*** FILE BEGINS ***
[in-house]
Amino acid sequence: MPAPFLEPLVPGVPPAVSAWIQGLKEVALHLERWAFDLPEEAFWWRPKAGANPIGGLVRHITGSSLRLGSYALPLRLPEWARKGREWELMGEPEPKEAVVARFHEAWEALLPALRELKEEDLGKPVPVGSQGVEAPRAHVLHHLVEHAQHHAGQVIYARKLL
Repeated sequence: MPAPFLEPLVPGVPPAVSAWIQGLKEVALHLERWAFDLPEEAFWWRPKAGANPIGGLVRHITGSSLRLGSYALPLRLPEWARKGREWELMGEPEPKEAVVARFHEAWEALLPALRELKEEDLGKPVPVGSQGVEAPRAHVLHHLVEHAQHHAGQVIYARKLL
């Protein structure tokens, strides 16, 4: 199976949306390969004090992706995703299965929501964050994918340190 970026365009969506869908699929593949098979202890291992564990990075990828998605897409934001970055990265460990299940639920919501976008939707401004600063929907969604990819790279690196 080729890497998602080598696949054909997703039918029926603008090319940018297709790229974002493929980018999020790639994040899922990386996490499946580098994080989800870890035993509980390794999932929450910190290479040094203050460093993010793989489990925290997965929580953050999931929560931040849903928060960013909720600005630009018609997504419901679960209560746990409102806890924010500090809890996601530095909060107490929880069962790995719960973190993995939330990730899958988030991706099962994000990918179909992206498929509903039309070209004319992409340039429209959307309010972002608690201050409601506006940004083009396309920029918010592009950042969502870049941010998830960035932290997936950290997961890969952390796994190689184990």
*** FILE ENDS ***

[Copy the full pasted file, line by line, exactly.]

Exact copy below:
[in-house]
Amino acid sequence: MPAPFLEPLVPGVPPAVSAWIQGLKEVALHLERWAFDLPEEAFWWRPKAGANPIGGLVRHITGSSLRLGSYALPLRLPEWARKGREWELMGEPEPKEAVVARFHEAWEALLPALRELKEEDLGKPVPVGSQGVEAPRAHVLHHLVEHAQHHAGQVIYARKLL
Repeated sequence: MPAPFLEPLVPGVPPAVSAWIQGLKEVALHLERWAFDLPEEAFWWRPKAGANPIGGLVRHITGSSLRLGSYALPLRLPEWARKGREWELMGEPEPKEAVVARFHEAWEALLPALRELKEEDLGKPVPVGSQGVEAPRAHVLHHLVEHAQHHAGQVIYARKLL
């Protein structure tokens, strides 16, 4: 199976949306390969004090992706995703299965929501964050994918340190 970026365009969506869908699929593949098979202890291992564990990075990828998605897409934001970055990265460990299940639920919501976008939707401004600063929907969604990819790279690196 080729890497998602080598696949054909997703039918029926603008090319940018297709790229974002493929980018999020790639994040899922990386996490499946580098994080989800870890035993509980390794999932929450910190290479040094203050460093993010793989489990925290997965929580953050999931929560931040849903928060960013909720600005630009018609997504419901679960209560746990409102806890924010500090809890996601530095909060107490929880069962790995719960973190993995939330990730899958988030991706099962994000990918179909992206498929509903039309070209004319992409340039429209959307309010972002608690201050409601506006940004083009396309920029918010592009950042969502870049941010998830960035932290997936950290997961890969952390796994190689184990």